Reports reiterate value of strong policy signals in clean energy revolution
As new research indicates that the global decarbonisation process can be kick-started by a small group of countries with the right policy incentives, a separate study has found that the UK Government can now deliver 1GW of new onshore wind subsidy-free.
Global decarbonisation can be driven by bold action from a few countries with long-term targets that send clear market signals to investors to support clean technologies, a report from research group Climate Action Tracker (CAT) has claimed.
The report highlights support mechanisms in “first-mover” countries such as Denmark, Germany and Spain, which spurred demand and research & development (R&D) in installed renewable energy capacity. Adoption of similar policies in other countries, notably China, and now in India, led to rapid growth of low-cost renewable energy products and manufacturing at scale, the research found.
“The policy packages of early movers included strong financial support schemes such as feed-in tariffs as well as mid-to-long-term renewable energy targets,” said Andrzej Ancygier, climate policy analyst at Climate Analytics, a CAT member. “These gave certainty to investors and triggered the massive growth and price drops we see today. This initiated the wide spread application of such instruments where, by 2015, 146 countries had implemented such support schemes.”
The CAT report examined the low-carbon trends in three key sectors of the global system: power, transportation and buildings. The study notes encouraging progress in the power sector, thanks to plummeting costs in renewables such as wind and solar energy. However, CAT recognises the need for policies to support the integration of renewables and replacement of fossil fuels through grid and storage development.
Electric vehicles (EVs) are transforming the transport sector, according to the study, which reserves praise for a few key players such as Norway, the Netherlands and California in contributing to EV sales reaching close to a million in 2016. CAT encourages countries to pursue the type of successful policy packages that kick-started the sector, such as a focus on uptake targets, campaigns on behavioural change, infrastructure investment, and R&D.
The final sector studied in the report is buildings, which is reportedly lagging behind the other two sectors. Although there are proven technological solutions, they are applied primarily at the margin and in niche markets, the report states. CAT suggests that if these solutions were effectively combined, they could result in zero-carbon buildings and be cost-effective over a building’s lifetime.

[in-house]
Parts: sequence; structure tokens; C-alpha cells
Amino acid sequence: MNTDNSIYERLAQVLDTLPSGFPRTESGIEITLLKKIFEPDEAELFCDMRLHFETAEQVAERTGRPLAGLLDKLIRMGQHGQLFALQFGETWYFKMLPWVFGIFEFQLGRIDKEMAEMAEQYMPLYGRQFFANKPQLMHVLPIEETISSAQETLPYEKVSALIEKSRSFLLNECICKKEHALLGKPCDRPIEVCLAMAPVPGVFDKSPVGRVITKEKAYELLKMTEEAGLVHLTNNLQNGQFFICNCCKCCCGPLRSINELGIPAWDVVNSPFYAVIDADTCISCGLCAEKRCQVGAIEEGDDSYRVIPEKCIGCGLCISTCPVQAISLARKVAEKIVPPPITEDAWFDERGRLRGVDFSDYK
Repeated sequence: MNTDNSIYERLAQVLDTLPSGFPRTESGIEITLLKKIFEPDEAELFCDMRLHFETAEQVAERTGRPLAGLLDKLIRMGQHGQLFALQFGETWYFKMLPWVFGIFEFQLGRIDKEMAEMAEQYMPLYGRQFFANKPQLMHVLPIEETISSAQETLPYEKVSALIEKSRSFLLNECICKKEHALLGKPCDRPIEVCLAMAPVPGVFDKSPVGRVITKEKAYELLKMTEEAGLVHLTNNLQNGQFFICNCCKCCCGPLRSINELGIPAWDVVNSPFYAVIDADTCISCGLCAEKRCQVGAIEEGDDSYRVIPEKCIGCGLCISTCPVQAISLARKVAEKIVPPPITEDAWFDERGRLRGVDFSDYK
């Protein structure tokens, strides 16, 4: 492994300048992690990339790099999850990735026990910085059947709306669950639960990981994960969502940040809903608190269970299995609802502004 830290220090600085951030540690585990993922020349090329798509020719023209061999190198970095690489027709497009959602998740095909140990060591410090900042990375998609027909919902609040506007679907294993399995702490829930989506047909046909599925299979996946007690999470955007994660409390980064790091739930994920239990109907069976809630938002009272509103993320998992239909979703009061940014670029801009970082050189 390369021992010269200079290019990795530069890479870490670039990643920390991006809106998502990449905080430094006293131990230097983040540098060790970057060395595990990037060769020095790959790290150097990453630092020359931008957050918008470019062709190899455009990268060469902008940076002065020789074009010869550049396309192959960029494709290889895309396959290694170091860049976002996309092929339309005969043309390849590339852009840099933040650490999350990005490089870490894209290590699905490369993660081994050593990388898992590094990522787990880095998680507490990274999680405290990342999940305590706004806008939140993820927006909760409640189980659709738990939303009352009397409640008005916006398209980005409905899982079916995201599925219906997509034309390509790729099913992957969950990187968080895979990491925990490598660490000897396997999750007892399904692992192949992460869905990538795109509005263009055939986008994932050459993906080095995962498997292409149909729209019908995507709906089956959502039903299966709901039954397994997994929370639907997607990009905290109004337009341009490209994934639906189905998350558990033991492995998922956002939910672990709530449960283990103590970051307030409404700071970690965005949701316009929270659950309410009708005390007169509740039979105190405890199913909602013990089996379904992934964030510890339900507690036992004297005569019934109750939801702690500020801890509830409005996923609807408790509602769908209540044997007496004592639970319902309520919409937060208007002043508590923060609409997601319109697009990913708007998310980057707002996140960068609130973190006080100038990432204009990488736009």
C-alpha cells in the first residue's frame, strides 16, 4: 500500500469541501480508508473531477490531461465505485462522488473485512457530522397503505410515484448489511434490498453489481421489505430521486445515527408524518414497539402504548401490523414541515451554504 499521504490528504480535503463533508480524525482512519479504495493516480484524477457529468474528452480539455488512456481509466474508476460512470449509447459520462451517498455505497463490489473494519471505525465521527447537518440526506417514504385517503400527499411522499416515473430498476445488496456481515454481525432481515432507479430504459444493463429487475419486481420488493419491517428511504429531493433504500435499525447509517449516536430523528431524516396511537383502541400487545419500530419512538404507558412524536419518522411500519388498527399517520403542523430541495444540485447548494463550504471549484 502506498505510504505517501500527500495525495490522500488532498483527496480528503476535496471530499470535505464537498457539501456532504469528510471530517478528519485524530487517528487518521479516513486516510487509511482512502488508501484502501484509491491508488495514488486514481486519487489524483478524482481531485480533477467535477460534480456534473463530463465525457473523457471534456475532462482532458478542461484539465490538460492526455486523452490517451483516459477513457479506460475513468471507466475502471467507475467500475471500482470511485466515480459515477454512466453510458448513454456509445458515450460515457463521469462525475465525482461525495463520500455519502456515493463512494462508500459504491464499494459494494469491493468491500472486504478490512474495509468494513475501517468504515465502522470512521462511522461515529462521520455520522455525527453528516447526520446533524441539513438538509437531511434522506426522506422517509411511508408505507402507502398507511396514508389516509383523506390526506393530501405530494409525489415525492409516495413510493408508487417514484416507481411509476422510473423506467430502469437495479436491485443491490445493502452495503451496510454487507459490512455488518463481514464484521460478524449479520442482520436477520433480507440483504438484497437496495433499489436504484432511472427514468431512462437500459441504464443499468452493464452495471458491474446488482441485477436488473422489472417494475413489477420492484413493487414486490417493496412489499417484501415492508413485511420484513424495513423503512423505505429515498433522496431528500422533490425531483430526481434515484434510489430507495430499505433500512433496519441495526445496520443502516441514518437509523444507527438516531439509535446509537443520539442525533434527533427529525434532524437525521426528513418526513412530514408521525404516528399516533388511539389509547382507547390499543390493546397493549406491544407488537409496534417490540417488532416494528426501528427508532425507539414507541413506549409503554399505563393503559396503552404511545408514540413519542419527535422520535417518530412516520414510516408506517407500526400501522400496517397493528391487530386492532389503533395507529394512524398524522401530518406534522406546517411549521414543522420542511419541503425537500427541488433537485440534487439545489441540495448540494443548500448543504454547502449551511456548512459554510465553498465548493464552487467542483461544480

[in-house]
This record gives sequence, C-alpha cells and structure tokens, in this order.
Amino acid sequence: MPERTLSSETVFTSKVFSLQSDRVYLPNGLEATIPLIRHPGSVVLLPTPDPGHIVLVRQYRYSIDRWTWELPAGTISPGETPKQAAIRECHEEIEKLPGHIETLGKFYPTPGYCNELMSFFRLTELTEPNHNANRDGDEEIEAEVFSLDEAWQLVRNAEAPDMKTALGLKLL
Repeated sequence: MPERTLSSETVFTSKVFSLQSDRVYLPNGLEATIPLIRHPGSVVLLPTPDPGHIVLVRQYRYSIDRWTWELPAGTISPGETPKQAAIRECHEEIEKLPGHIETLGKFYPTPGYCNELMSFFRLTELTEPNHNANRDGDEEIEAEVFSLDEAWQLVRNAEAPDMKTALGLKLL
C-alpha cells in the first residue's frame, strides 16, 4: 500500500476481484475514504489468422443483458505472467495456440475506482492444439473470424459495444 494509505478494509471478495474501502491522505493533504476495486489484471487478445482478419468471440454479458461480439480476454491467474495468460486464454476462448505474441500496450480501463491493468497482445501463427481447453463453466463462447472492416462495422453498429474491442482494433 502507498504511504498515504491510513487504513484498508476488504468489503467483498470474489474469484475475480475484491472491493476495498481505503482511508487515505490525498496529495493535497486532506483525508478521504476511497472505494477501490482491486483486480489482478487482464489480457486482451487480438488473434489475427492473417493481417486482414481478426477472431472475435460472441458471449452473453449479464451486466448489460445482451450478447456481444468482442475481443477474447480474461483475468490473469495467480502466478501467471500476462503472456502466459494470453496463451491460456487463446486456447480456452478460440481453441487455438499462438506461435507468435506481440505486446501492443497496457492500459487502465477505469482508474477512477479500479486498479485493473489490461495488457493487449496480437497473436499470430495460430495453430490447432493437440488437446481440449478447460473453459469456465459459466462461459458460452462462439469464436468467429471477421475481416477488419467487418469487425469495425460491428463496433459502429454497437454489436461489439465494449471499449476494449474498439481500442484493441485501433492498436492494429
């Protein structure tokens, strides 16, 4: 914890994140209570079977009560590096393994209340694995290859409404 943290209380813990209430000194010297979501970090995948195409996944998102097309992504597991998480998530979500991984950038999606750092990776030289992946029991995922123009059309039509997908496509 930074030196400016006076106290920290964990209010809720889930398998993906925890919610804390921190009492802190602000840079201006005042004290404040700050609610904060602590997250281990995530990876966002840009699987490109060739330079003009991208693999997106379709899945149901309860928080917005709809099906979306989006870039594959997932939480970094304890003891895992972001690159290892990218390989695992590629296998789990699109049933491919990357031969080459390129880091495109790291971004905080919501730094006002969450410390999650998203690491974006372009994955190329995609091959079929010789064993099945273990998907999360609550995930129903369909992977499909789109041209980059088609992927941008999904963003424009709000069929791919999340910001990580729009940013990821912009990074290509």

“Innovative financial mechanisms to increase the rate of retrofitting buildings, as well as good examples of building codes for new builds, would drive adoption of these technologies,” said Yvonne Deng managing consultant at consultancy firm Ecofys, another CAT member.
Subsidy-free onshore wind?
The report arrives on the same day as a new study finds that the UK Government could deliver 1GW of new onshore wind capacity – enough to meet the equivalent annual demand of 600,000 homes – at no additional cost to consumers above the long-term wholesale price of power.
Onshore wind has been locked out of the UK's Contracts for Difference (CfD) framework since 2015, with the current auction process only open to less established renewable technologies such as offshore wind.
The new report, produced by industry experts Baringa Partners on behalf of Scottish Renewables, claims that allowing onshore wind to participate in an auction would result in further cost reductions for the technology, which the Government already believes is on track to be the cheapest form of electricity generation in the UK.
According to the study, the capacity delivered through the auction would result in more than £1bn of private sector investment in clean energy generation across the country, and would displace some 8 million tonnes of CO2 during their lifetime.
Scottish Renewables chief executive Niall Stuart said: “The study’s findings reinforce that onshore wind can make a significant contribution to ministers’ ambitions for the Industrial Strategy.
“At these kinds of prices, the technology can continue to play a key role in cutting carbon emissions whilst keeping bills down for businesses and households – an important priority for Government. It can also secure inward investment and jobs across the country and drive the renewal of our ageing energy infrastructure.”
The CfD auction is expected to clear at £49.40/MWh, meaning that successful onshore wind projects would receive limited ‘top-up’ payments over and above the wholesale price of power (£50) in the first years of their operation. The report states that schemes would then pay back a greater amount to the public purse over the remainder of their contract as the wholesale power price increases, meaning the projects would essentially be ‘subsidy-free’.